"Absolutely not," Miles said. "I didn't try to spend any time trying to figure it out. It wouldn't have done me any good anyhow. I want to enjoy the people I work with, and that's really the key piece. Did I hear rumors and innuendo? Sure, you betcha. But it doesn't do you any good."
Miles couldn't have known at the time that it was only the beginning of what would become an offseason of survival in Baton Rouge. When No. 5 LSU kicks off against the Badgers on Saturday, the Tigers and their fans will finally have reason to cheer. Perhaps no place in the country needs a joyful distraction more.
And the past couple of months showed LSU never needed its popular coach more.
"I signed every kid that's back there," Miles said. "I hired every coach. I'm at a place where the stadium fills up, and they believe the Tigers are fixing to kick somebody's behind, and I'm right there with them. The community and the state have provided great opportunities for my family and this is home. I have never -- not for a second -- thought any differently."
For the past two months, Baton Rouge has been at the center of the country's racial tension. On July 5, Alton Sterling, a 37-year-old black man, was shot and killed while being held on the ground by two white police officers. Sterling's death sparked massive protests in Baton Rouge and other cities around the country.
On July 17, Gavin Long, a 29-year-old black man from Kansas City, ambushed police officers responding to a 911 call on Airline Highway in Baton Rouge, not far from Miles' home. Three officers were shot and killed and three others were seriously injured. Miles knew one of the slain officers, Montrell Jackson, a six-year veteran of the Baton Rouge Police Department.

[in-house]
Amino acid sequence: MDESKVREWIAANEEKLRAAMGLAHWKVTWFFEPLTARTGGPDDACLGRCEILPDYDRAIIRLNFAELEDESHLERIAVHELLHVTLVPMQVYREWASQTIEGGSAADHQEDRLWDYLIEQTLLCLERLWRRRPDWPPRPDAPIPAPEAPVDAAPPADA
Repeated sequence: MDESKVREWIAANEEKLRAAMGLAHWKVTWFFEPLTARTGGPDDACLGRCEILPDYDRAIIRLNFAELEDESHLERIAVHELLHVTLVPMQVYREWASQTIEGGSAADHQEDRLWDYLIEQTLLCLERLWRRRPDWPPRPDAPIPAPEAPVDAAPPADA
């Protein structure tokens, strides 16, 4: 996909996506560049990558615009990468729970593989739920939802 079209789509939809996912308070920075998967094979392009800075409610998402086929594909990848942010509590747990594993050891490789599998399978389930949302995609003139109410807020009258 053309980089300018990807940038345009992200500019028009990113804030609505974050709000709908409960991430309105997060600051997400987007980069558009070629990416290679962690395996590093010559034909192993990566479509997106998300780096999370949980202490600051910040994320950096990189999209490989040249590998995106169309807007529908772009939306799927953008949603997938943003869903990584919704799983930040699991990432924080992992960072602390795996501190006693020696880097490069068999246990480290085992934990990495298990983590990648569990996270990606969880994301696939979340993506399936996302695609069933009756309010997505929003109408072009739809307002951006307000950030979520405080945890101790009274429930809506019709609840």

"We could hear the sirens from our home," Miles said.
In the wake of the tragedies, Miles spoke out against violence. He talked to his players about the incidents and encouraged high school coaches across the state to do the same. Miles visited the families of slain and injured police officers, and urged his players to take a more active role in the community to help heal festering wounds.
During Baton Rouge's greatest time of need, the coach that at least a few LSU boosters no longer wanted took the lead in trying to unite his city.
"I didn't learn anything new about him because he's good at that stuff," Alleva said. "He's really good in the community and he's really good at stepping up when there are problems and distress. He did it before with Hurricane Katrina. I think he's been very helpful in helping soothe things over and making things better in Baton Rouge."
Tragically, even more heartache was yet to come. Earlier this month, the skies opened and more than 20 inches of rain fell on Baton Rouge and other parts of the state. According to meteorologists, the no-named storm dumped three times as much rain on Louisiana as Hurricane Katrina in 2005. Thirteen people were killed and more than 145,000 homes were damaged or destroyed in the historic flooding.